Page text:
The importance of voting in elections


The significance placed on the citizens’ right to vote within the United States has been a lesson preached to each new generation by their peers, family, professors, and politicians. The importance of voting–often targeted toward youth–can become convoluted when they are repeated time and time again without the necessary context.

The true purpose behind voting begins to mean less and less when people feel forced to participate for the “future of the nation.”

To truly understand how people’s ability to vote impacts the democracy they live within, one should look back to the first democracy, which was invented in Ancient Greece.

During the beginning of the 5th century B.C.E. (more specifically, during or around the year of 508 B.C.E.), the Greek city of Athens was built. Little knew how the events that took place within this city’s walls would impact the future of humanity. The city was founded on the principles of Athena, the Goddess of war, handicraft and practical reason, and with her guidance, the inhabitants of Athens created the form of government known as demos kratos, which translates directly to “people power.”

In the Athenian democracy, the citizens participated in all processes within their government through a direct democracy. They had the ability to make decisions by which they lived by and also actively participated and served within the organizations, allowing them to control each aspect of the political process.

This belief that the people have the power to control and influence the politics of their community was picked up by other nations around the world.

When the founding fathers of the United States met to create the U.S. constitution, they utilized these similar beliefs and created the foundation of a modern democracy whereas “we the people” have the ability to control and directly influence our local, state and federal governments.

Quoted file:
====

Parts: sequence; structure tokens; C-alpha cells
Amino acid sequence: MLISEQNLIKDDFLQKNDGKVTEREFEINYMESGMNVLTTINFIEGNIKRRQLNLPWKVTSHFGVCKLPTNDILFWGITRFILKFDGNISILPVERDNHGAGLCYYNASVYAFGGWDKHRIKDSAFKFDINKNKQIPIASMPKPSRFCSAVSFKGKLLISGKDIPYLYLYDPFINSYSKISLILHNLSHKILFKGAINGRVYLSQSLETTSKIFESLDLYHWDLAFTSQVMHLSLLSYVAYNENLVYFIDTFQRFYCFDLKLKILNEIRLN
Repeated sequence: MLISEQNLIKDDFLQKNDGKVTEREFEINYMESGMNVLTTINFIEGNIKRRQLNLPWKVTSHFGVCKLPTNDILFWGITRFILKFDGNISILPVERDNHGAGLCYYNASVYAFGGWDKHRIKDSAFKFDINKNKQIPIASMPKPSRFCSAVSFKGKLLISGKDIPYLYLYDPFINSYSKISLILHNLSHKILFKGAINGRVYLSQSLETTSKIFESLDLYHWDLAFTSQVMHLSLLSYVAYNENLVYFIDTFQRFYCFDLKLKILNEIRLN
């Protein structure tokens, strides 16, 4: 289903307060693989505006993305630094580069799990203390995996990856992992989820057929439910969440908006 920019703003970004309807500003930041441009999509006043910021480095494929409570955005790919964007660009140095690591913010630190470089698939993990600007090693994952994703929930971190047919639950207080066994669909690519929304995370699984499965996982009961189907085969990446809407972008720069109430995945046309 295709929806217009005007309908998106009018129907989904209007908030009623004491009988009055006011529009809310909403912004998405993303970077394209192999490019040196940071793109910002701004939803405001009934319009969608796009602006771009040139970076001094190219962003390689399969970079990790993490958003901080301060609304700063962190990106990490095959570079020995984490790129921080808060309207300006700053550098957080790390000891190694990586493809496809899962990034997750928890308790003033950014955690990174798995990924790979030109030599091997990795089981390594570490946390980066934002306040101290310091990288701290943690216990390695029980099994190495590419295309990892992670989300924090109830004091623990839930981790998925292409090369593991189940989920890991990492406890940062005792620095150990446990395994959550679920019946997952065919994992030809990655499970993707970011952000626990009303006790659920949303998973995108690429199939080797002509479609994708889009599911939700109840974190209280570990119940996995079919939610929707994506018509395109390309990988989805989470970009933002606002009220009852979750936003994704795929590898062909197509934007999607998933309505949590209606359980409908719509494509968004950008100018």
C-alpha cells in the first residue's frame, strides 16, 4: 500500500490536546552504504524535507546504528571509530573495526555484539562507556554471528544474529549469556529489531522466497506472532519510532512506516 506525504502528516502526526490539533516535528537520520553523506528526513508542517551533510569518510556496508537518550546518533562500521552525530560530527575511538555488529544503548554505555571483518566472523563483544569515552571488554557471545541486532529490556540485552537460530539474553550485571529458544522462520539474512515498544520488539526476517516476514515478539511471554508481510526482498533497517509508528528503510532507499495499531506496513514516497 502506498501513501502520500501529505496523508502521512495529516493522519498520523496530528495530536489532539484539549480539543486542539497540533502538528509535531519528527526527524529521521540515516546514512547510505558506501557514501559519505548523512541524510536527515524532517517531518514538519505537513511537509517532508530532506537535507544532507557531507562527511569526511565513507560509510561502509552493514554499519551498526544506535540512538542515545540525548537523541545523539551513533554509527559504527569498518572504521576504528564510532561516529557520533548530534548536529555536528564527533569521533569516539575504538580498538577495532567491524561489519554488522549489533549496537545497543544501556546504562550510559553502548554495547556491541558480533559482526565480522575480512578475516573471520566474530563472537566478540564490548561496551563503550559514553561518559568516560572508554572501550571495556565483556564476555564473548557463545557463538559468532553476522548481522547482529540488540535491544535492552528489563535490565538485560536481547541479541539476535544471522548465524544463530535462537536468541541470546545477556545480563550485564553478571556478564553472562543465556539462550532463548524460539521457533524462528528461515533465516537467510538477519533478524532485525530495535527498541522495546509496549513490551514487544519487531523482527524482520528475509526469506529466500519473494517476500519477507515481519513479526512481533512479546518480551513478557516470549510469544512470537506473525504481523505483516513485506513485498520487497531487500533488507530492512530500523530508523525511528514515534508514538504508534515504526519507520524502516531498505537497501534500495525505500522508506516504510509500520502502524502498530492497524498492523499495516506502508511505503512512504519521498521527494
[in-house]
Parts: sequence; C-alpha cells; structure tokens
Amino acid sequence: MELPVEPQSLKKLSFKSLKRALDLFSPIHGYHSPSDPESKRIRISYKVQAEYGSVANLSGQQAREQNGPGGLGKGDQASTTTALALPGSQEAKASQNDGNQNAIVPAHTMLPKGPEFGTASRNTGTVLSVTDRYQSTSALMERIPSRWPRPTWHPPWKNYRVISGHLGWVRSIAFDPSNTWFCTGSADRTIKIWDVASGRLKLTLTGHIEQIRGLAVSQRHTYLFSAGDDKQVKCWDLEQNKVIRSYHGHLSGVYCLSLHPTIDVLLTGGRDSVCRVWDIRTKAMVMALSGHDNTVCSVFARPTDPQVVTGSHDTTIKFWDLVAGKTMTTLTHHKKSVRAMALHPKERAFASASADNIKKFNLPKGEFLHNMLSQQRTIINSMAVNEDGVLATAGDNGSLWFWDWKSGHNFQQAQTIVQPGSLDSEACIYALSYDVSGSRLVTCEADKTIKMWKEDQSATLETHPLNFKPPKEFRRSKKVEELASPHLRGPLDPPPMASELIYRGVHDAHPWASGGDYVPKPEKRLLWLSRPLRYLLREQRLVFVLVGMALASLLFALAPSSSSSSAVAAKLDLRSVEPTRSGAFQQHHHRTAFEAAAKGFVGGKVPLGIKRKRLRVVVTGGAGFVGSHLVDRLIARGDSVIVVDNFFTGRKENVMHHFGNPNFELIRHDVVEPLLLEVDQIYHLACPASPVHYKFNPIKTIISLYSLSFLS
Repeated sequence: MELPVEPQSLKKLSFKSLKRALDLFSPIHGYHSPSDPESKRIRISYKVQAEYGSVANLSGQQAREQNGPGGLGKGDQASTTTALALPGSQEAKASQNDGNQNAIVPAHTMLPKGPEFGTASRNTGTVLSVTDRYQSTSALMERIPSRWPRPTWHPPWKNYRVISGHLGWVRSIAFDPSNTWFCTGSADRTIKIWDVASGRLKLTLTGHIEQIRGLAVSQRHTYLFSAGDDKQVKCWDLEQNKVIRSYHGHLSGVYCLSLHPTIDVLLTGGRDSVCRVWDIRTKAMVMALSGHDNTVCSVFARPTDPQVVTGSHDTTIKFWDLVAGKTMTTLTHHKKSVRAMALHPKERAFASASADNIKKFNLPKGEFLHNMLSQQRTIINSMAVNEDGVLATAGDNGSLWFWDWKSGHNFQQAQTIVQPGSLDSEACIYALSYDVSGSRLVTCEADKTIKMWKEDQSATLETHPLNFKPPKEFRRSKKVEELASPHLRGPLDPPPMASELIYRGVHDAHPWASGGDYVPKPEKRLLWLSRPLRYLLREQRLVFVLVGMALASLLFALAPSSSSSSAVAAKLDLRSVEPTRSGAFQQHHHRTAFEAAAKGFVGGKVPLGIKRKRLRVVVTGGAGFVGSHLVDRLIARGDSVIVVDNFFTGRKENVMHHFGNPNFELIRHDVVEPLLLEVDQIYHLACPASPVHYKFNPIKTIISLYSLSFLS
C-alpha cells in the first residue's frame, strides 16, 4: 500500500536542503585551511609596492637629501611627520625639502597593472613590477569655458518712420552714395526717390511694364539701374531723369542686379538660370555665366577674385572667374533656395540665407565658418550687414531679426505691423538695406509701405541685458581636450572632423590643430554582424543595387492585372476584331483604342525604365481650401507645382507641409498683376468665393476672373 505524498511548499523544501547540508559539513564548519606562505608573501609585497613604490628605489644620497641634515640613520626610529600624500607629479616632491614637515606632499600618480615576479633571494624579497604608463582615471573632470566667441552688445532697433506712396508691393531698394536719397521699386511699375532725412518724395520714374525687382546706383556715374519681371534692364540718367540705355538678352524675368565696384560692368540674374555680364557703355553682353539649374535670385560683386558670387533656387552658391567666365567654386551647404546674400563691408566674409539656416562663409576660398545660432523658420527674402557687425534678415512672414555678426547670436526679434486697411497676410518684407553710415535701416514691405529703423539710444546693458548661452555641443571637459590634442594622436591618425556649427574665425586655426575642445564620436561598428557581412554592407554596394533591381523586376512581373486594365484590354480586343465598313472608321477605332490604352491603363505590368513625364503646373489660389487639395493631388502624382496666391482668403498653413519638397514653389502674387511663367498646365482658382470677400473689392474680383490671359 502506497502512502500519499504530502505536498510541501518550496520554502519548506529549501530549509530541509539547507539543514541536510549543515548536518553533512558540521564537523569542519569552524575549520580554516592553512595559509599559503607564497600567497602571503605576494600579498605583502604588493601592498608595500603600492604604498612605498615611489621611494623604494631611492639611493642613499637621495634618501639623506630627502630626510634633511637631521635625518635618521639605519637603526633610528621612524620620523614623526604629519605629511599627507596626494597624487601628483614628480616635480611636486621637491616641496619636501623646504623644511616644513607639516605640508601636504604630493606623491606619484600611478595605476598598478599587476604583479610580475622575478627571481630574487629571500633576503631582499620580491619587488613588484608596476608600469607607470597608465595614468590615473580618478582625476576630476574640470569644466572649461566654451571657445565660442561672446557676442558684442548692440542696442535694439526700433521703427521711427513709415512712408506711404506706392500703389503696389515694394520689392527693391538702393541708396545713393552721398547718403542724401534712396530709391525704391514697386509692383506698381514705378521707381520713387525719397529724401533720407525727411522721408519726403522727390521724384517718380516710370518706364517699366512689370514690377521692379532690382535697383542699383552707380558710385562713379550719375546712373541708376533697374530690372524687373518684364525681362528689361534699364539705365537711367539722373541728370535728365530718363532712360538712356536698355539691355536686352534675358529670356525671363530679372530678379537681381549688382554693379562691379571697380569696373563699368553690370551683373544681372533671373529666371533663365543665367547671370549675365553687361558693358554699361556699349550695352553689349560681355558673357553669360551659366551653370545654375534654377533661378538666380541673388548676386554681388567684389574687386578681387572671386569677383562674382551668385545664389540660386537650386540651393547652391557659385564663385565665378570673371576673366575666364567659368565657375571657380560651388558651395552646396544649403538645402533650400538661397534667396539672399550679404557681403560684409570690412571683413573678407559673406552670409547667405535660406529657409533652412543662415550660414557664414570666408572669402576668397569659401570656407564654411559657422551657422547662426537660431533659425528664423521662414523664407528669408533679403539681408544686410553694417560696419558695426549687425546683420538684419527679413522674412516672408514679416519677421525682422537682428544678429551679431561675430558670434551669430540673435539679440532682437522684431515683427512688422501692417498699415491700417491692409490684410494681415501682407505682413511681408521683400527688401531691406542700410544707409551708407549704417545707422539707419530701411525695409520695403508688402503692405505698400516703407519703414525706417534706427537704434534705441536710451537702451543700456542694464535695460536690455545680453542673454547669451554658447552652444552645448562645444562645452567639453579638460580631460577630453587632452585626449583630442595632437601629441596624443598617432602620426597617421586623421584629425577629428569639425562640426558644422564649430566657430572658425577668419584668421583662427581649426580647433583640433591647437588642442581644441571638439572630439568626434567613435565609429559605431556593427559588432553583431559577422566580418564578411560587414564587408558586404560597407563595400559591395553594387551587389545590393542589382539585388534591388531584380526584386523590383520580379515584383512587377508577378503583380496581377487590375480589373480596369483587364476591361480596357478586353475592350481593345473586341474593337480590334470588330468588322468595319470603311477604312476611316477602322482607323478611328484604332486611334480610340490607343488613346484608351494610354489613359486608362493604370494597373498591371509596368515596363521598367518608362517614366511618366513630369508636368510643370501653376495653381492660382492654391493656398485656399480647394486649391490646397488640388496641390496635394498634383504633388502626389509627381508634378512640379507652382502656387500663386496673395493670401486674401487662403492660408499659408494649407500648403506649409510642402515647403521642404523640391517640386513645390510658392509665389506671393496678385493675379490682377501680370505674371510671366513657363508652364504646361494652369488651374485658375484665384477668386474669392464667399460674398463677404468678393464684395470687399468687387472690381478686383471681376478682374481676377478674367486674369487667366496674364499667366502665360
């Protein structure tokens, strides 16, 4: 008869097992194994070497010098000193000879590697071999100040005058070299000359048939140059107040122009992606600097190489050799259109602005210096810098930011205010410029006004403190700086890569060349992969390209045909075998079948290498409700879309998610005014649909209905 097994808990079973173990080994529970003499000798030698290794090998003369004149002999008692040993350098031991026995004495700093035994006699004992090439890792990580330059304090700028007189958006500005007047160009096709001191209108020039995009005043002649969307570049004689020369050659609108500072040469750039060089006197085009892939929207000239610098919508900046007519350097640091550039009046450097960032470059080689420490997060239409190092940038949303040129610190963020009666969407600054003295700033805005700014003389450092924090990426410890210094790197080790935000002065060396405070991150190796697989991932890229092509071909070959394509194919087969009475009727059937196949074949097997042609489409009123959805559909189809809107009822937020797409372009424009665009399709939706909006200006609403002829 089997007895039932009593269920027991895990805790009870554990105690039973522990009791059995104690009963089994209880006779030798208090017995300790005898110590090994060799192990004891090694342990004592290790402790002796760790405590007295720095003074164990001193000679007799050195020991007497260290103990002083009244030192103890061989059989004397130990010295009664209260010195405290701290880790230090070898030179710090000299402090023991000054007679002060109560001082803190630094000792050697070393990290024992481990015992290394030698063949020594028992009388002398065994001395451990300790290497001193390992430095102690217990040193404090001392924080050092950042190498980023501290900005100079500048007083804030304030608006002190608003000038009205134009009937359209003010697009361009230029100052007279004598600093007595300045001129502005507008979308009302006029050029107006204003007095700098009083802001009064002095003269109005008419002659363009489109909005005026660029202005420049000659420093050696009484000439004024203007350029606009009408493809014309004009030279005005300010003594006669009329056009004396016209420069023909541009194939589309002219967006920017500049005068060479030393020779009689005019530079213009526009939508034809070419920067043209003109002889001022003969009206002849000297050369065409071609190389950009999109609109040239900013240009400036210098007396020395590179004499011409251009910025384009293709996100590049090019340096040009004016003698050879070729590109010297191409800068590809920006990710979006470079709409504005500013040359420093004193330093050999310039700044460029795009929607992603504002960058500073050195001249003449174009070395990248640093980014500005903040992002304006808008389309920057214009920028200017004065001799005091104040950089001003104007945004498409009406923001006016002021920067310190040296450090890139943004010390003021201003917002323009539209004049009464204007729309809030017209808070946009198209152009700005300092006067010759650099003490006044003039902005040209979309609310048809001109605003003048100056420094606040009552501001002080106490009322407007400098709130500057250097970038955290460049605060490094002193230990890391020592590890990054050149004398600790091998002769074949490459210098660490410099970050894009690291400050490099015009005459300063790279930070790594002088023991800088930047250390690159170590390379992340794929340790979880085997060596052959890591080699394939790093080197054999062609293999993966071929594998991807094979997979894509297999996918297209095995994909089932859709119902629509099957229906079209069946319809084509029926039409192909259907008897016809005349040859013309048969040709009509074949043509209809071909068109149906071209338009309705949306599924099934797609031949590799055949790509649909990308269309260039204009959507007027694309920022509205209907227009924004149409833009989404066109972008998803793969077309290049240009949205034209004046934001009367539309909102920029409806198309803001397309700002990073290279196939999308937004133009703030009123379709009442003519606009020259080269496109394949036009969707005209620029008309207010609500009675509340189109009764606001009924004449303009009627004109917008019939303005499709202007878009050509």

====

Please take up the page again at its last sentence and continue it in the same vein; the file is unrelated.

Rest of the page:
However, “we the people,” unlike the citizens of Athens, do not directly impact laws and regulations that are put into place; instead we elect those who make those decisions for us.

This indirect or “representative” democracy can be seen in both the presidential and state elections, just like the one that occurred within Connecticut and the majority of other U.S. states on Nov. 8.

The state of Connecticut elected incumbent Governor Ned Lamont to serve as their representative on the state level, and placed their trust in him to make the correct decisions on behalf of the state.

Electing a representative, whether it is for the House of Representatives or the Senate, can have consequential impacts on decisions that may hold an important spot in the hearts of many.

When those ad campaigns once again make their return and force their way into each American household, every citizen should educate themselves on those running to be their representatives. For these candidates to best serve the majority opinion and the ideals of the state’s population, those citizens must utilize their ability to vote. Remember, when it comes to making a difference, in the words of President Lincoln, “the ballot is stronger than the bullet.”